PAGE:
What Barack Obama Needs to Do at the Democratic Convention

The challenges Democrats face in Charlotte are more complicated than those faced by Republicans in Tampa.

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Robert Schlesinger is managing editor for opinion at U.S. News and World Report, overseeing all opinion editorial content. He is the author of White House Ghosts: Presidents and Their Speechwriters. Follow him on Twitter: @rschles.

TAMPA­—In some ways, Mitt Romney and the Republicans had it easy last week. Their challenge was both clear and simple: Introduce and humanize Mitt Romney, a figure who has captured the Republican nomination for the presidency but still remains, as adviser Ron Kaufman put it here last week, "kind of a blank slate." Romney, says Republican strategist Ralph Reed, is "largely unknown" to voters. So mission one in Tampa, from Ann Romney's spousal paean last Tuesday night to Romney's big speech last Thursday, was to finally fill in the details, which the Democrats have been grimly, methodically, and expensively providing for months.

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The Obama team's challenge in Charlotte this week is more complicated. A ubiquitous incumbent, President Obama is a known quantity. That's why his poll numbers have remained static in the face of the Romney campaign's focus on him at the cost of leaving their man a "blank slate." That's why Obama's campaign and its allies have in turn focused exclusively on the GOP nominee—but Charlotte can't simply be three days of going after the GOP hammer and tongs.

So here are four challenges for Obama and the Democrats when they get their licks in this week in Charlotte. In each case, the party needs careful balance on the message they are trying to convey.

Who's the new Ted Kennedy? For years Democrats could rely on the venerable senator from Massachusetts to rouse the faithful at the party's quadrennial gathering. He was the irrepressible voice of the Democrats' liberal conscience and a lasting connection to near mythic figures in the party. This will be the first convention in more than 50 years that he won't attend.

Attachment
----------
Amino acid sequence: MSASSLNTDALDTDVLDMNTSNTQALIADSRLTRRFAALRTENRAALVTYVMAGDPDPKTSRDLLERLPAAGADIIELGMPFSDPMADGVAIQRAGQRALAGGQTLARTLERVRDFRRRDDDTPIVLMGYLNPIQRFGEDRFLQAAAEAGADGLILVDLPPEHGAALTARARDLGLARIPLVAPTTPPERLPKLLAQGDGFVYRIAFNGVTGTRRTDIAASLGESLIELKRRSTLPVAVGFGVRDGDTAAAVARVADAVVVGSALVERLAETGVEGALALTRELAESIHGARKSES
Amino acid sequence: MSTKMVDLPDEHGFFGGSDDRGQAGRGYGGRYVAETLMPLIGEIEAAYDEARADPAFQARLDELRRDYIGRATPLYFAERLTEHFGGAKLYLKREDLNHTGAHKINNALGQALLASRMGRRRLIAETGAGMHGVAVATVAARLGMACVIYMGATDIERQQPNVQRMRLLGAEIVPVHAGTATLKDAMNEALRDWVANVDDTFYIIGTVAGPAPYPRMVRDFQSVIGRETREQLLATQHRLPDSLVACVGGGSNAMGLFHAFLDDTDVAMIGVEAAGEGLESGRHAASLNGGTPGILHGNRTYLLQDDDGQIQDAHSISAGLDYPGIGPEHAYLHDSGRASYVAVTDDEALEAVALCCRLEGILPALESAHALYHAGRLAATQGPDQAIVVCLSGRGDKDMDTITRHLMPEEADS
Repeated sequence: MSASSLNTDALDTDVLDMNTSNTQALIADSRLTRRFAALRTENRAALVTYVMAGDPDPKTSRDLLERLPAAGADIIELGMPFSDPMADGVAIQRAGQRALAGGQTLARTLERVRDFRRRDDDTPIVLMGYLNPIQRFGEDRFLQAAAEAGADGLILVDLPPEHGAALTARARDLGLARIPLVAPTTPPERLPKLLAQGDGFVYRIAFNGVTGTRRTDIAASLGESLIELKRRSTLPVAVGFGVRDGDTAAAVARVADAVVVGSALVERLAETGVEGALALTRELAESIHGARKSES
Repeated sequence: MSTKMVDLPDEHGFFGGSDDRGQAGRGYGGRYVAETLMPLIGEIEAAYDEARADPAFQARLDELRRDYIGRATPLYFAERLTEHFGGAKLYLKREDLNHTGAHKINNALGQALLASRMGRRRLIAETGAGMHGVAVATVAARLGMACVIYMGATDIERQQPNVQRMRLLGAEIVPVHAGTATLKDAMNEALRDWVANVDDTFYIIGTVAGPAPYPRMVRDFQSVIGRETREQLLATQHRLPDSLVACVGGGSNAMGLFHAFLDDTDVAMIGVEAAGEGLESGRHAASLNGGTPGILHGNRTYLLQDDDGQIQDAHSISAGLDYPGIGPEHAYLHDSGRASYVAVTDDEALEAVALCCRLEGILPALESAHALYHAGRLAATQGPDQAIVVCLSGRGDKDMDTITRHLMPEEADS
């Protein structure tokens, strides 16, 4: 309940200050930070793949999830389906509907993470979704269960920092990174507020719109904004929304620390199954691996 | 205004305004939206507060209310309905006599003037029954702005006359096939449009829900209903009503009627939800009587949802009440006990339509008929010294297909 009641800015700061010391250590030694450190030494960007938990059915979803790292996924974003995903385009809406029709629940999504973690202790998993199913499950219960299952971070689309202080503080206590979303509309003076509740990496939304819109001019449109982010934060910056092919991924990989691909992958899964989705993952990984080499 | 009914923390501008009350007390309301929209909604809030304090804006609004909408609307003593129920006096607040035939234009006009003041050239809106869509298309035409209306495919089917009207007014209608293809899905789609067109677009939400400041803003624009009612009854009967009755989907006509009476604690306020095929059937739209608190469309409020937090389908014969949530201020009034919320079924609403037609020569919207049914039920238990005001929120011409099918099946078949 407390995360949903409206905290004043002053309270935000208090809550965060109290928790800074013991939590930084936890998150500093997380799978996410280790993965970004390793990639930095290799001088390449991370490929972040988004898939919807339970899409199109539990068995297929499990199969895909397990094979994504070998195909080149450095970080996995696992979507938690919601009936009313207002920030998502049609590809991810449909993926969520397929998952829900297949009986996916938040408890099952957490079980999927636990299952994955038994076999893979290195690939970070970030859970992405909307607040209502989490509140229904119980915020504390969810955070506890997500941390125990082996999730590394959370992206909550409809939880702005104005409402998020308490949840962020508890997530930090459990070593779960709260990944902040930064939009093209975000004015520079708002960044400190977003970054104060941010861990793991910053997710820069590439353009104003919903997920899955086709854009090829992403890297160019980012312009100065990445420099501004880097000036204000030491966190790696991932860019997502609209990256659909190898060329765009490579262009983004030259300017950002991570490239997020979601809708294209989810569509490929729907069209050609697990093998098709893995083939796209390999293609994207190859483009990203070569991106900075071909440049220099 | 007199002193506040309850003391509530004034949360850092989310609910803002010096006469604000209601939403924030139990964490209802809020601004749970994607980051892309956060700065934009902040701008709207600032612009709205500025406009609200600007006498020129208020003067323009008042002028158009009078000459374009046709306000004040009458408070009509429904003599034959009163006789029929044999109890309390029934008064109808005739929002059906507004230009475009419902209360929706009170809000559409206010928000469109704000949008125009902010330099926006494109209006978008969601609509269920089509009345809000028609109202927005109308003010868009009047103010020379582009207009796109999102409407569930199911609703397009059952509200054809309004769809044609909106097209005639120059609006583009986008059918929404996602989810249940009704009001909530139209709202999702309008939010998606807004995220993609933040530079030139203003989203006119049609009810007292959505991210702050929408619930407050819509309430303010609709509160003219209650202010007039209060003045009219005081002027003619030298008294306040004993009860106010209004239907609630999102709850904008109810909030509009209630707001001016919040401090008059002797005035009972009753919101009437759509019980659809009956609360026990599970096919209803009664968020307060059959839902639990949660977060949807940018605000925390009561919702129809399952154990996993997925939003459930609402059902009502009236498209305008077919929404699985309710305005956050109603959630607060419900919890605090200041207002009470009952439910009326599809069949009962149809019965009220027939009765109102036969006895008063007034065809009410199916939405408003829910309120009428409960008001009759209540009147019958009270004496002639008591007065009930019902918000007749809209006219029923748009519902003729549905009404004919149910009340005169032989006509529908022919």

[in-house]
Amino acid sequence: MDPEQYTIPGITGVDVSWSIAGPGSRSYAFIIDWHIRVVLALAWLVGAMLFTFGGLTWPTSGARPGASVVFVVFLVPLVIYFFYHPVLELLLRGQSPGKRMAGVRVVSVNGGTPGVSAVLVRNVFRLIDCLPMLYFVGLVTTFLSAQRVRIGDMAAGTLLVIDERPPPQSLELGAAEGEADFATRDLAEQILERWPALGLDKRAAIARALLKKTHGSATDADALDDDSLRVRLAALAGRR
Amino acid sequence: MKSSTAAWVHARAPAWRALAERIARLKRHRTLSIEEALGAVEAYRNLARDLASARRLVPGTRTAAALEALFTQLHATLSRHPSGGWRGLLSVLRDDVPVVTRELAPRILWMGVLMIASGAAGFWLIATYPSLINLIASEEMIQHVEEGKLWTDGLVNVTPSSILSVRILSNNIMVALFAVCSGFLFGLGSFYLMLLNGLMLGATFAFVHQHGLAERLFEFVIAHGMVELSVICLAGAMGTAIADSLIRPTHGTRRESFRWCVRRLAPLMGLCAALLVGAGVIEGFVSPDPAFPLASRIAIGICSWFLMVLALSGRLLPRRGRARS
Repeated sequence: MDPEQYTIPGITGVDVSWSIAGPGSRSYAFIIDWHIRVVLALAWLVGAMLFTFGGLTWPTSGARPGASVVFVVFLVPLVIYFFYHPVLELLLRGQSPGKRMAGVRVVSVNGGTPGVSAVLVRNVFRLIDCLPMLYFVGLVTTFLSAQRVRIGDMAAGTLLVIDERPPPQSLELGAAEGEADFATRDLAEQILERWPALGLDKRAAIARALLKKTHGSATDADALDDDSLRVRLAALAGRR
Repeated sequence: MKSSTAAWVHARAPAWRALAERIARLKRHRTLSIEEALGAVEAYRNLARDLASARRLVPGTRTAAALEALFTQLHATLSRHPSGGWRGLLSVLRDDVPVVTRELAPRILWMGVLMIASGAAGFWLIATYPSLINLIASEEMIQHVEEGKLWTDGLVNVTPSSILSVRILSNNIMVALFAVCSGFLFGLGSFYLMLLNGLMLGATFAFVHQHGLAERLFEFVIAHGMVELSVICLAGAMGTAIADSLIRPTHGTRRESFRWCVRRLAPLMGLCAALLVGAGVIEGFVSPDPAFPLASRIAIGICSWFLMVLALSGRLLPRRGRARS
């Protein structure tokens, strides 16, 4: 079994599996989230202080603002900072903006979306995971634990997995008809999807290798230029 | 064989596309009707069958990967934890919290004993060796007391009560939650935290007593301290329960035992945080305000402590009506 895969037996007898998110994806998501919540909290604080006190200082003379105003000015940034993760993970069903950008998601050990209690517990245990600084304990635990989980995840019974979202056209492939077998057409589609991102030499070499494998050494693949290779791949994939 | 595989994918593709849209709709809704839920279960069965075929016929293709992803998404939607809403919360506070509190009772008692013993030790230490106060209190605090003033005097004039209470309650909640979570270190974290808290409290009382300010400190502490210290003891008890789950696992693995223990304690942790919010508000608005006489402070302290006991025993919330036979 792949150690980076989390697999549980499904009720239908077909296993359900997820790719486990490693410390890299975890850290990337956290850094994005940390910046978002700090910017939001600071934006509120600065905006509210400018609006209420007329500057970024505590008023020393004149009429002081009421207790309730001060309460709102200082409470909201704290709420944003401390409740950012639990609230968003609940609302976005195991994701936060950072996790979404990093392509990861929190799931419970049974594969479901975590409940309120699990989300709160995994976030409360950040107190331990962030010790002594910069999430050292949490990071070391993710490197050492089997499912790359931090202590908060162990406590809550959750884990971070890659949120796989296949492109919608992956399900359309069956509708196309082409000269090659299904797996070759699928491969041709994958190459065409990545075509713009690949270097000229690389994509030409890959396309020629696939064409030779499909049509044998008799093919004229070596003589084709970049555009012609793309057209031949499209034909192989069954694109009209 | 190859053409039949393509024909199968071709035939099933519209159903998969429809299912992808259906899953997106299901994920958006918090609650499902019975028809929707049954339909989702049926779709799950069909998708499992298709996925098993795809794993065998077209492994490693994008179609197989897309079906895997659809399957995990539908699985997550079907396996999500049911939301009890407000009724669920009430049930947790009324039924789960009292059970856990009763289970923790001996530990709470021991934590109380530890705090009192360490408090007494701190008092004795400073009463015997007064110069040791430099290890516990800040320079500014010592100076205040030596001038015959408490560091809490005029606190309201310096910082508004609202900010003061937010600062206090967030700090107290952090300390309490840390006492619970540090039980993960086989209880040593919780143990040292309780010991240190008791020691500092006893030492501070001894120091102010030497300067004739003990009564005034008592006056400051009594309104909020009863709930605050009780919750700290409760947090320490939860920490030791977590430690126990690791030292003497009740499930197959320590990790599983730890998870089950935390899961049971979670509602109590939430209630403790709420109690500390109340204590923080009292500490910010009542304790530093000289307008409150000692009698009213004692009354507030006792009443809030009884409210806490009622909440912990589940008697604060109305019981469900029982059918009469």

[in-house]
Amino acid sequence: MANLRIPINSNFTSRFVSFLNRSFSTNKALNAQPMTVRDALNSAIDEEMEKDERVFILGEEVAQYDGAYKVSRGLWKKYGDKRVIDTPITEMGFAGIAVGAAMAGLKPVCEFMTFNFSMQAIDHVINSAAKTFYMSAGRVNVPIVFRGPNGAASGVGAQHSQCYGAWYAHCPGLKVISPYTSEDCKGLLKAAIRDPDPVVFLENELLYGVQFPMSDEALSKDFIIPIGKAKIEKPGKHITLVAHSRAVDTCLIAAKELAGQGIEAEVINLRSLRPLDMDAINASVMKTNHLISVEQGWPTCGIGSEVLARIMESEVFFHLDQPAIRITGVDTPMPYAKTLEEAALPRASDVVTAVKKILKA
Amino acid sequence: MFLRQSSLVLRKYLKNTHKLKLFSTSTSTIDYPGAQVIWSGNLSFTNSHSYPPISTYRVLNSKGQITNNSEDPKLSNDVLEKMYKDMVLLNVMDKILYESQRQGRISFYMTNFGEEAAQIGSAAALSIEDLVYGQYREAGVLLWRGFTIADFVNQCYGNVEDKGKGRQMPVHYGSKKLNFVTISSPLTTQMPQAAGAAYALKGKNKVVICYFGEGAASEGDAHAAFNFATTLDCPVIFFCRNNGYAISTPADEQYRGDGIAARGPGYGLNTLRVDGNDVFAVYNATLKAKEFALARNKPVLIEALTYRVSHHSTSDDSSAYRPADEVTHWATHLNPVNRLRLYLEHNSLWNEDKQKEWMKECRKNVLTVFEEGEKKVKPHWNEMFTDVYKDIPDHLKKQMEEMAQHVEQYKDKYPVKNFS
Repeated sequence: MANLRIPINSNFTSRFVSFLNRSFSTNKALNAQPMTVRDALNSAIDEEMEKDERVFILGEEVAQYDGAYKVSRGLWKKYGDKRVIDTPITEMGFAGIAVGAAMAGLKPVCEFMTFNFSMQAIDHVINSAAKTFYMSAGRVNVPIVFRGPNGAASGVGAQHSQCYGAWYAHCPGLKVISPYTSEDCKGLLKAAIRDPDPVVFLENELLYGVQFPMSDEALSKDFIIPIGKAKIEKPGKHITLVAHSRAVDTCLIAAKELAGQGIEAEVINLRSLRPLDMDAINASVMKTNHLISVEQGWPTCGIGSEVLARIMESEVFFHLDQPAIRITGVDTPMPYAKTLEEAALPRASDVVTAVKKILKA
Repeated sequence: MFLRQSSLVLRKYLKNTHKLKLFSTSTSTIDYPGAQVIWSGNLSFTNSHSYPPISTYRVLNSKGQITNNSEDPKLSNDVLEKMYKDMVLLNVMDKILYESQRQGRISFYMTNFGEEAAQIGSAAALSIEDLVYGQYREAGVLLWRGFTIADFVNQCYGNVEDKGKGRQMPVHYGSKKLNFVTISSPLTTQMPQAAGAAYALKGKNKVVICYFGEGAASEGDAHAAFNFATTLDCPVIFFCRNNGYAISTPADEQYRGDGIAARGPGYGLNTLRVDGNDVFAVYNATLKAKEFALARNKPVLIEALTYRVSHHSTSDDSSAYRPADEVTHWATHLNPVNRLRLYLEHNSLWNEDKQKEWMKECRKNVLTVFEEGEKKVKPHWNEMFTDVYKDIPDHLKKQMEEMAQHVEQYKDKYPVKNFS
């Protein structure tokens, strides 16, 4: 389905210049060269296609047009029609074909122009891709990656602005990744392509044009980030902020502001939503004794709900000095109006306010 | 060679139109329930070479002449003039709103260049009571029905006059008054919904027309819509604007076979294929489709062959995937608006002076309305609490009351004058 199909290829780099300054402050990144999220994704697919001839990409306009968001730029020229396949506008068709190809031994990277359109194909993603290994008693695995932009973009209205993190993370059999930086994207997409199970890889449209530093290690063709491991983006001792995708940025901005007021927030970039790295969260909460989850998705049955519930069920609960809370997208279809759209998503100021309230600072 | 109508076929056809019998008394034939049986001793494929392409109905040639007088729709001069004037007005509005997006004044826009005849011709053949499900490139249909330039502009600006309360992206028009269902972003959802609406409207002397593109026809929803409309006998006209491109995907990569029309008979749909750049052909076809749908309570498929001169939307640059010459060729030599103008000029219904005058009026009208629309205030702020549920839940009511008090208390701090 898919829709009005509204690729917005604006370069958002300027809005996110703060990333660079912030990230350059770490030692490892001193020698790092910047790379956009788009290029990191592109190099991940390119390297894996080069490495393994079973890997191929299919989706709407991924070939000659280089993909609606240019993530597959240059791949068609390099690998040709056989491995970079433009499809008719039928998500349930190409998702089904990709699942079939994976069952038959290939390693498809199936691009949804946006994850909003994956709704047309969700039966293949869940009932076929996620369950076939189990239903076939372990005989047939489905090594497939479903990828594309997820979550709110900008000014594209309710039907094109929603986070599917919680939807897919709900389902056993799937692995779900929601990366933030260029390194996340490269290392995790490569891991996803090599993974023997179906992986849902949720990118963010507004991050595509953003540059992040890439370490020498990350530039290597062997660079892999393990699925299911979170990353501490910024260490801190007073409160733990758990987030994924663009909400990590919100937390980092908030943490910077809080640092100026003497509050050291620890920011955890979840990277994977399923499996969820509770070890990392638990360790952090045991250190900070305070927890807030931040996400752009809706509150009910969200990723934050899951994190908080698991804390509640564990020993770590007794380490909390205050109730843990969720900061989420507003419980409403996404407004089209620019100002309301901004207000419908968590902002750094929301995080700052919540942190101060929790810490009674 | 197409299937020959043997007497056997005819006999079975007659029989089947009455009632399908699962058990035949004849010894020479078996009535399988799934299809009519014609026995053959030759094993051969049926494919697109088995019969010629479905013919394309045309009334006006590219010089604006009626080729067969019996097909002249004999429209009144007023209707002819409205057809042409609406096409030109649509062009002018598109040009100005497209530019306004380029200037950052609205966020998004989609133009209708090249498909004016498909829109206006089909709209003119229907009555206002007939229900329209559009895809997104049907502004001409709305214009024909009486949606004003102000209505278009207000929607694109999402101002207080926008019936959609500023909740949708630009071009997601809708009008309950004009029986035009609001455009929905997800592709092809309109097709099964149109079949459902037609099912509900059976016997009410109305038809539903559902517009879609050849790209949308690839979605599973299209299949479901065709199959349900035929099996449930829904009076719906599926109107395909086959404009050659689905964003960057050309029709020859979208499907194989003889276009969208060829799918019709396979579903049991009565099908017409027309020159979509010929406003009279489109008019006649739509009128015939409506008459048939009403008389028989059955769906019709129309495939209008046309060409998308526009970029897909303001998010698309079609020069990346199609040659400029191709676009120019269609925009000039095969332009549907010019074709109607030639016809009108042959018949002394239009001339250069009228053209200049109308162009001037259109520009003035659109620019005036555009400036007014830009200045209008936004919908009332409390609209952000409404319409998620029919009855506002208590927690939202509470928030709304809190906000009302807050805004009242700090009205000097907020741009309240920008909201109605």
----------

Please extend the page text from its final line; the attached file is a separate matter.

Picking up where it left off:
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The party's big guns—Obama especially, but also Bill Clinton—need to focus on making the case to independents and the middle class, but someone still needs to preach to the faithful and fire them up. This isn't because of an enthusiasm gap: A Washington Post/ABC News poll released earlier last week showed no such gap currently exists. But in a razor-thin election, the troops have to be ready to march.

Make the middle class Obama's base. Democrats have carefully tended to the individual parts of their coalition—women and minorities, especially—and that will be on display, especially at the convention speaker's podium.

And there's a reason for it; the electorate has become demographically polarized, with Obama holding a commanding lead among minority voters while he is in danger of losing whites by record margins. National Journal's Ron Brownstein calculates that if Obama can match the 80 percent of the vote he won among minorities four years ago, he can afford to win only 40 percent of white voters. Both figures are entirely realistic, though Democratic National Committee chairwoman Debbie Wasserman Schultz predicts that "those numbers will move quite a bit."

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The percentage of whites in the electorate has fallen from 88 percent in 1980 to 74 percent in 2008, according to Republican pollster Whit Ayres, who notes that had the electorate four years ago looked like the 1980 version, John McCain would be president. This will likely be the last presidential election which Republicans can rely entirely on white voters. But the converse is that Democrats can't run the risk of falling back into the perception trap of the 1970s and 1980s, seeming to be too focused on constituency politics at the expense of the broader middle class, an image the Romney campaign seems intent on reviving with its fabricated welfare issue, a line of attack which Wasserman Schultz calls "a dog whistle for voters who consider race when casting a ballot."